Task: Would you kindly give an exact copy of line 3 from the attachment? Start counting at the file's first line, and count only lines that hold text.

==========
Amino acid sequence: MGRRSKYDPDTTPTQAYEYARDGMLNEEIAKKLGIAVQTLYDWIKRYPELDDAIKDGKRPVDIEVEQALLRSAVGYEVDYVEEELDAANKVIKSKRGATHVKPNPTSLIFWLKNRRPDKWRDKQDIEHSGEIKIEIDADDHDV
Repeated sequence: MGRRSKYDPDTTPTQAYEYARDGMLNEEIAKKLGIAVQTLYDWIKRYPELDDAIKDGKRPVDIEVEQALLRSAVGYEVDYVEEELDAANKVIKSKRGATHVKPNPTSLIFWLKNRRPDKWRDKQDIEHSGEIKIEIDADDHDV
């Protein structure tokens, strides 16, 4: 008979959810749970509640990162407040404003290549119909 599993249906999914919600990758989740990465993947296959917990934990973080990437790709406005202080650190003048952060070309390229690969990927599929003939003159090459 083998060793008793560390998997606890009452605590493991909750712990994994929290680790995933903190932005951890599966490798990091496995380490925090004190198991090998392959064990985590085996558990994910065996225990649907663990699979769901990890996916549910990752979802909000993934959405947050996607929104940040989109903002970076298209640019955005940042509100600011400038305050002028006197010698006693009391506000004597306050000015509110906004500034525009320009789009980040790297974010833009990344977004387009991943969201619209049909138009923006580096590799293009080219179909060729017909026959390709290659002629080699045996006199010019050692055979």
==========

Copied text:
């Protein structure tokens, strides 16, 4: 008979959810749970509640990162407040404003290549119909 599993249906999914919600990758989740990465993947296959917990934990973080990437790709406005202080650190003048952060070309390229690969990927599929003939003159090459 083998060793008793560390998997606890009452605590493991909750712990994994929290680790995933903190932005951890599966490798990091496995380490925090004190198991090998392959064990985590085996558990994910065996225990649907663990699979769901990890996916549910990752979802909000993934959405947050996607929104940040989109903002970076298209640019955005940042509100600011400038305050002028006197010698006693009391506000004597306050000015509110906004500034525009320009789009980040790297974010833009990344977004387009991943969201619209049909138009923006580096590799293009080219179909060729017909026959390709290659002629080699045996006199010019050692055979």